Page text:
Brow Beat

Michael Sheen’s Solo Narration of Philip Pullman’s New Novel Is Better Than an Army of Voice Actors

Michael Sheen reads The Book of Dust
Who knew Michael Sheen was the man of a thousand voices?  

Still from the YouTube video and cover of La Belle Sauvage. Illustration by Slate.

Take heart, readers: There have been a few golden fragments to shore up against the ruinous crappiness of 2017. Philip Pullman finally published the first volume of The Book of Dust, his new series set in the world of his beloved trilogy, His Dark Materials. It’s been 17 years since the publication of The Amber Spyglass, but the new book, La Belle Sauvage, is both more of the marvelous same and something invigoratingly new. Where His Dark Materials was inspired by the works of Milton and Blake, with their titanic forces and metaphysical stakes, La Belle Sauvage takes its cue from Edmund Spenser, who revived the medieval romance for the Elizabethan era. The romance is a genre that speaks to the young (for whom it is full of promise) and also to the old (for whom it is full of nostalgia), like a secret game shared between a child and grandparent. In it, life is one adventure after another, a great, glorious wandering through a summer wood.

A bit of advice from a fellow traveler: Give yourself a treat and select for your guide on this journey the Welsh actor Michael Sheen, who narrates the audiobook of La Belle Sauvage. Previously, Pullman’s works have been performed in their audio editions by a cast of narrators. These were stirring renditions, reminiscent of old-fashioned radio plays, but Sheen’s performance is both more intimate and more unified. Celebrated for his film performances as David Frost in Frost/Nixon and as Tony Blair in The Queen (and just about every other movie that portrayed the British prime minister), Sheen also has the theatrical training that makes for the best audiobook narrators. His voice is impressive, from the crisp, definitive consonants of its higher registers to the rumbly bass notes Sheen summons when some menace enters the scene, to the vast, buttery expanse of his middle range. He knows how to breathe when reading, a skill many film actors don’t possess. (Compare, for example, Rosario Dawson’s narration of The Martian author Andy Weir’s new novel Artemis. For all her charm, she swallows the ends of her sentences when she runs out of breath.)

The great joy of Sheen’s narration, however, is that it’s a true performance, a cast of characters all embodied in one man. He can lighten his voice to portray women and children without making them sound mincing, simpering, or chirpy. Malcolm, the novel’s 11-year-old protagonist, is a bright working class lad soaking up the ambient knowledge shed by the scholars who patronize his father’s inn. The other voices Sheen creates include an elderly Irish nun, a woman scientist-spy, a nasally upper-class villain, seductive fairies, a Nordic witch, a terrifying hyena, and of course the Byronic Lord Asriel, father of Lyra Belacqua, the heroine of His Dark Materials, who appears as a baby in La Belle Sauvage. When the text calls upon him to offer his rendition of the hyena’s laugh, he brings exactly right degree of hamminess.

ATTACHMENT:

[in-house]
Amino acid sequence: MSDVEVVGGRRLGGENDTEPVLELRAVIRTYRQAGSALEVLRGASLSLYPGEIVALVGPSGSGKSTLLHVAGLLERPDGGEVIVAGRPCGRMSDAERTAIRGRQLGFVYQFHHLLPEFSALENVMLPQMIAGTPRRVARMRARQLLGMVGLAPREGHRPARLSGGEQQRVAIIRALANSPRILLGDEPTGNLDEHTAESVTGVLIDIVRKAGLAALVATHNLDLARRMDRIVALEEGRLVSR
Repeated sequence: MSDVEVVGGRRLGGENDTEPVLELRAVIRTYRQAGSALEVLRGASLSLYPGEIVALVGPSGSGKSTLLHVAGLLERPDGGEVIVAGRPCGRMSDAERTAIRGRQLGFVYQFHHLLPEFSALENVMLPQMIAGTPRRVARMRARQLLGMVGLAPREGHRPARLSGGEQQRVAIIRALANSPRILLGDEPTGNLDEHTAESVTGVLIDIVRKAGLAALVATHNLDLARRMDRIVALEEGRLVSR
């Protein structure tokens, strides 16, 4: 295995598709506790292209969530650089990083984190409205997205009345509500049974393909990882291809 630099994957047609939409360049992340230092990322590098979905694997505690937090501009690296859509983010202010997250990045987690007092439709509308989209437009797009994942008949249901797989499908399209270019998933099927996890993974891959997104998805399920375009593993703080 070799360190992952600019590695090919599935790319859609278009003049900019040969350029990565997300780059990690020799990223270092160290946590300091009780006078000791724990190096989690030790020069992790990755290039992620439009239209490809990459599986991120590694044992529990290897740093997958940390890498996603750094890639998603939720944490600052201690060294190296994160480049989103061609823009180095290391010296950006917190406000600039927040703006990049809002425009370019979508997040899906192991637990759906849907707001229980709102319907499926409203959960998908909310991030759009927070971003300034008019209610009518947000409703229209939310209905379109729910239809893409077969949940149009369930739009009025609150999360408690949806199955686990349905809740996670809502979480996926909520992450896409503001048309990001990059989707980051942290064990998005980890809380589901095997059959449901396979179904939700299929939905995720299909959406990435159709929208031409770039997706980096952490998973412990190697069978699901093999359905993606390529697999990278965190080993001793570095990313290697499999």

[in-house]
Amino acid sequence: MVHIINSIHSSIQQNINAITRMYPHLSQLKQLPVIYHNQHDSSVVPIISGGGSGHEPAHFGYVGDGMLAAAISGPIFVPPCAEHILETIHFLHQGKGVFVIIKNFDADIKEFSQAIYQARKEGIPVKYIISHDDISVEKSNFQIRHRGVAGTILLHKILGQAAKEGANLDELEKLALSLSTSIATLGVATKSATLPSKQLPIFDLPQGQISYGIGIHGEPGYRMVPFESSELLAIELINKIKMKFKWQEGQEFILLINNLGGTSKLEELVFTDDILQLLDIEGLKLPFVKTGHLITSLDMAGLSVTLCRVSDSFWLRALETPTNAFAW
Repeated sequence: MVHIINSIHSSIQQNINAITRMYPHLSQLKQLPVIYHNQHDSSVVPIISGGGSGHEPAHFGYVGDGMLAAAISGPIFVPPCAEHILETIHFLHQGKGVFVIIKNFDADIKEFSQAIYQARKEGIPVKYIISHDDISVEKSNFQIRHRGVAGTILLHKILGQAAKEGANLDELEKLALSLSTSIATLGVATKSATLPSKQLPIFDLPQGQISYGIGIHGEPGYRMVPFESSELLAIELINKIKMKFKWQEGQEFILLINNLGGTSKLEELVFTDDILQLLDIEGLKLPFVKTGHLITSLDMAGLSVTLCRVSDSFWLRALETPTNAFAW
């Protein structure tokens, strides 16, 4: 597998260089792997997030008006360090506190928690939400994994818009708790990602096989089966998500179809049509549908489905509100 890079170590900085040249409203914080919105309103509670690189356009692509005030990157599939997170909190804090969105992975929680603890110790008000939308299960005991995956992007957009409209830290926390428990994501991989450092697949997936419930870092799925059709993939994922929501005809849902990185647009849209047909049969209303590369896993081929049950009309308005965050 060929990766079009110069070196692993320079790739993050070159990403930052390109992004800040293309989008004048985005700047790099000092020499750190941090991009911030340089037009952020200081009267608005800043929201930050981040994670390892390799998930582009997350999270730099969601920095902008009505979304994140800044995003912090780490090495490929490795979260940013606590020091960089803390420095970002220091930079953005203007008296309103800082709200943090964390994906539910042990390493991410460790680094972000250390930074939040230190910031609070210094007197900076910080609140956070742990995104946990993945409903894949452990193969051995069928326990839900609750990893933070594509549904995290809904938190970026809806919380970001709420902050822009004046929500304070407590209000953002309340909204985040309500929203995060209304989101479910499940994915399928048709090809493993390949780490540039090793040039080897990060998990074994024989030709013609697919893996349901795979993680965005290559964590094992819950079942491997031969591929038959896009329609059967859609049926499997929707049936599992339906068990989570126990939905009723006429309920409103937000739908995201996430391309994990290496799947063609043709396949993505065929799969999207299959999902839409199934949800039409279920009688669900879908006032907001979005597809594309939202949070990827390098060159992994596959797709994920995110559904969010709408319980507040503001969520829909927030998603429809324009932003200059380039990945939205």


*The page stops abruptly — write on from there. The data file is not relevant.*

The video below of Sheen recording the audiobook shows just how complete these characterizations are: His face and movements change along with his voice and its inflections as he goes back and forth between Malcolm and Asriel.

Why is the narration of one great actor sometimes better than a recording that deploys the voices of several? Because at the heart of the audiobook experience, for the lucky among us, is a memory, planted deep. It’s the recollection of a single voice telling a story, possibly performing the different voices competently, but just as likely not. Back then, the skill of it didn’t matter, just the fact of this big person sharing in the construction of an imaginary world. The unabashed brio that Sheen brings to La Belle Sauvage, the pleasure he evidently takes in Pullman’s classic storyteller’s moves, has the sheltering, benevolent quality of those long-ago readings. And who couldn’t use a taste of that right now?